“Growing up, I always hit it well and played well in tough conditions,” Schauffele said. “I wasn't the guy to shoot 61. I was the guy to shoot like 70 when it was playing really hard.”

Sunday’s pairing could make things even more challenging when he’ll head out in the day’s final tee time with Spieth, the defending champion. But being the underdog in a pairing, like he was on Saturday alongside Rory McIlroy, is not a problem.

“All the guys I've talked to said, 'Live it up while you can, fly under the radar,'” he said. “Today I played in front of what you call Rory's crowd and guys were just yelling all the time, even while he's trying to putt, and he had to step off a few times. No one was yelling at me while I was putting. So I kind of enjoy just hanging back and relaxing.”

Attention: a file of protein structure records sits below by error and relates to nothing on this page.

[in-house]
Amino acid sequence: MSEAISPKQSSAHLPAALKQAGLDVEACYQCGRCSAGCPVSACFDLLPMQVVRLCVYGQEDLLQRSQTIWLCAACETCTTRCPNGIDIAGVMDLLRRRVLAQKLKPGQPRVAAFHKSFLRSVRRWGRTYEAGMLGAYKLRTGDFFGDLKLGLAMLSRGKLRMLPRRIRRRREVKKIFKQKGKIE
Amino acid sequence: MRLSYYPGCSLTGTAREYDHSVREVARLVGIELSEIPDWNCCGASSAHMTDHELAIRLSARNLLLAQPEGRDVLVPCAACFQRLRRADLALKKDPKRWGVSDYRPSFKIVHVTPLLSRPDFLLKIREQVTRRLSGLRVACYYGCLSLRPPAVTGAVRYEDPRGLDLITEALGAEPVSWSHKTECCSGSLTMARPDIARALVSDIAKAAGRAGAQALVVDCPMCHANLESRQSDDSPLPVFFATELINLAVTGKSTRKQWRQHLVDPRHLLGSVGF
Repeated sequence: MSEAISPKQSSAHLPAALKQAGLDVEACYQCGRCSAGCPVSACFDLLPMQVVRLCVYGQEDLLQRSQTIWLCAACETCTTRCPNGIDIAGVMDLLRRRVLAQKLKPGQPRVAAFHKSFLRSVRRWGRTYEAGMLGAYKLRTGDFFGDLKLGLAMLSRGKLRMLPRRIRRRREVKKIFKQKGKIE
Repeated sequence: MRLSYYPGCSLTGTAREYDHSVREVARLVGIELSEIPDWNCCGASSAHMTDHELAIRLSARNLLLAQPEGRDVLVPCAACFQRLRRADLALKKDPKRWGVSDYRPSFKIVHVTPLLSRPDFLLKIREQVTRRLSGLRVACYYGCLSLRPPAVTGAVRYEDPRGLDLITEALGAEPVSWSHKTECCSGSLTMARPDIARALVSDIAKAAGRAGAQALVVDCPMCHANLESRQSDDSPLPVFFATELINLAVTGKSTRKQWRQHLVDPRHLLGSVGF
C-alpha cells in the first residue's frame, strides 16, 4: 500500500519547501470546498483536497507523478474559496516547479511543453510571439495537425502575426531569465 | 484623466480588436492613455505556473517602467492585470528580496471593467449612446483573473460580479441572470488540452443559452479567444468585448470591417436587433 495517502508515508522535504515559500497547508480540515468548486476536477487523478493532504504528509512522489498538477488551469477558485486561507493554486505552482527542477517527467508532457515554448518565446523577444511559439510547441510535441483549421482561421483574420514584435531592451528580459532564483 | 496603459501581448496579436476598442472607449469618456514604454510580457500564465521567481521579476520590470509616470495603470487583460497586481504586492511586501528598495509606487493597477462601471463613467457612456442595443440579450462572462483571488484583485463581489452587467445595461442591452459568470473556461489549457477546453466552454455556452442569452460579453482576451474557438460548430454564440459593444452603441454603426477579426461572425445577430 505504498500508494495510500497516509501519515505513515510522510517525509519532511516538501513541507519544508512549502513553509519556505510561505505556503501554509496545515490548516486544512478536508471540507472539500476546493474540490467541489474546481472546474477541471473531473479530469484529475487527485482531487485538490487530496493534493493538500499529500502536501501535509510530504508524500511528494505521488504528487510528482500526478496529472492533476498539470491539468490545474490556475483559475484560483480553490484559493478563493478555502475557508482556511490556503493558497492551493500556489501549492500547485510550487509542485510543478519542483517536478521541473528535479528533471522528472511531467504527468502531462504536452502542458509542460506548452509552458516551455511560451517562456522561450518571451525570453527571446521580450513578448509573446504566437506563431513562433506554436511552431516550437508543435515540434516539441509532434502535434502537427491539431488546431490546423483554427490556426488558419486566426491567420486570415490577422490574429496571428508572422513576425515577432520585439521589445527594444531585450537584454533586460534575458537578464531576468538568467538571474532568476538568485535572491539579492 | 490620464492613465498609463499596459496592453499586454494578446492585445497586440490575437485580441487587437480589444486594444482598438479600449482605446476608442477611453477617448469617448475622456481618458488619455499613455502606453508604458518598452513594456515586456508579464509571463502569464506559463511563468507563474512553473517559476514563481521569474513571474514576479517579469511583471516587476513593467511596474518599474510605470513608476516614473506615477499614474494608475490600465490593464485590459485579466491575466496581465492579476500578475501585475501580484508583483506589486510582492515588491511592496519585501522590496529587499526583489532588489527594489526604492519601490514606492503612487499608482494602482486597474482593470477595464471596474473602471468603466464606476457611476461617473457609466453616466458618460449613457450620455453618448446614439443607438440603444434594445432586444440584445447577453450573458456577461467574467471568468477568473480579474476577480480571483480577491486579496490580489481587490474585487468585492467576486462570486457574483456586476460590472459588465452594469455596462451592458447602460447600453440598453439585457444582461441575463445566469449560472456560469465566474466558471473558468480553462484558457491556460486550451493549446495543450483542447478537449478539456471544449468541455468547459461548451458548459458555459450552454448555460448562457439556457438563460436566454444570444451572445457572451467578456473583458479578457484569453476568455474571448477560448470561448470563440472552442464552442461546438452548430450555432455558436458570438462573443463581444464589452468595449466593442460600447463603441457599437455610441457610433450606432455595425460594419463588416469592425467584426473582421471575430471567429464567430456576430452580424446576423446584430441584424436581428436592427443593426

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Open odds: Spieth 7/1 to win; Tiger, Rory 14/1

By Golf Channel DigitalJuly 21, 2018, 7:54 pm

Only 18 holes remain in the 147th Open Championship at Carnoustie, and the man tied atop the leaderboard is the same man who captured the claret jug last year at Royal Birkdale.

So it’s little surprise that Jordan Spieth is the odds-on favorite (7/4) to win his fourth major entering Sunday’s final round.

Xander Schauffele and Kevin Kisner, both tied with Spieth at 9 under par, are next in line at 5/1 and 11/2 respectively. Tiger Woods and Rory McIlroy, both four shots behind the leaders, are listed at 14/1.

Click here for the leaderboard and take a look below at the odds, courtesy Jeff Sherman at golfodds.com.